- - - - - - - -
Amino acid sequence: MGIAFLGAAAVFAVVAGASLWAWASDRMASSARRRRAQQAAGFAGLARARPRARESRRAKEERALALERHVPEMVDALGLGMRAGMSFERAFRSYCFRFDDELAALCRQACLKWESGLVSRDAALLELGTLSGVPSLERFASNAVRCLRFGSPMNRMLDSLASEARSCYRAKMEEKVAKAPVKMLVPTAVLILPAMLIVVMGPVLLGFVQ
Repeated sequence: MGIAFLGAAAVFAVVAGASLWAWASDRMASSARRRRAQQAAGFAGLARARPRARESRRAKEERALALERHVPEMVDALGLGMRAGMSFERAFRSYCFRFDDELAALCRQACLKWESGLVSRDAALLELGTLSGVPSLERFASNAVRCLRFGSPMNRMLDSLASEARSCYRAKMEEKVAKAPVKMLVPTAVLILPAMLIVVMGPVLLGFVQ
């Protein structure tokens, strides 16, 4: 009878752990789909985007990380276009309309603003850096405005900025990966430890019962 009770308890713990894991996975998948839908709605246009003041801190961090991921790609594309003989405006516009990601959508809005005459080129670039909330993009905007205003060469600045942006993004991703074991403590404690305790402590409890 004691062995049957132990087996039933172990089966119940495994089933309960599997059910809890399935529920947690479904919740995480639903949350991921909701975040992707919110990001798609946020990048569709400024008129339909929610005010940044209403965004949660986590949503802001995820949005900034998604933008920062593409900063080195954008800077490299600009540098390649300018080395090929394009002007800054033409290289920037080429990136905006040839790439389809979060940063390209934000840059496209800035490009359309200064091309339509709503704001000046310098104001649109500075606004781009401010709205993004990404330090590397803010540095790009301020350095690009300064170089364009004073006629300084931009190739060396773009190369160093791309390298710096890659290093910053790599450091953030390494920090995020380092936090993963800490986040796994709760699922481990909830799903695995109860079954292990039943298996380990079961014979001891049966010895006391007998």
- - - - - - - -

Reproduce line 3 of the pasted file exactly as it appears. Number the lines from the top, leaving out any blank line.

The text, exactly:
């Protein structure tokens, strides 16, 4: 009878752990789909985007990380276009309309603003850096405005900025990966430890019962 009770308890713990894991996975998948839908709605246009003041801190961090991921790609594309003989405006516009990601959508809005005459080129670039909330993009905007205003060469600045942006993004991703074991403590404690305790402590409890 004691062995049957132990087996039933172990089966119940495994089933309960599997059910809890399935529920947690479904919740995480639903949350991921909701975040992707919110990001798609946020990048569709400024008129339909929610005010940044209403965004949660986590949503802001995820949005900034998604933008920062593409900063080195954008800077490299600009540098390649300018080395090929394009002007800054033409290289920037080429990136905006040839790439389809979060940063390209934000840059496209800035490009359309200064091309339509709503704001000046310098104001649109500075606004781009401010709205993004990404330090590397803010540095790009301020350095690009300064170089364009004073006629300084931009190739060396773009190369160093791309390298710096890659290093910053790599450091953030390494920090995020380092936090993963800490986040796994709760699922481990909830799903695995109860079954292990039943298996380990079961014979001891049966010895006391007998």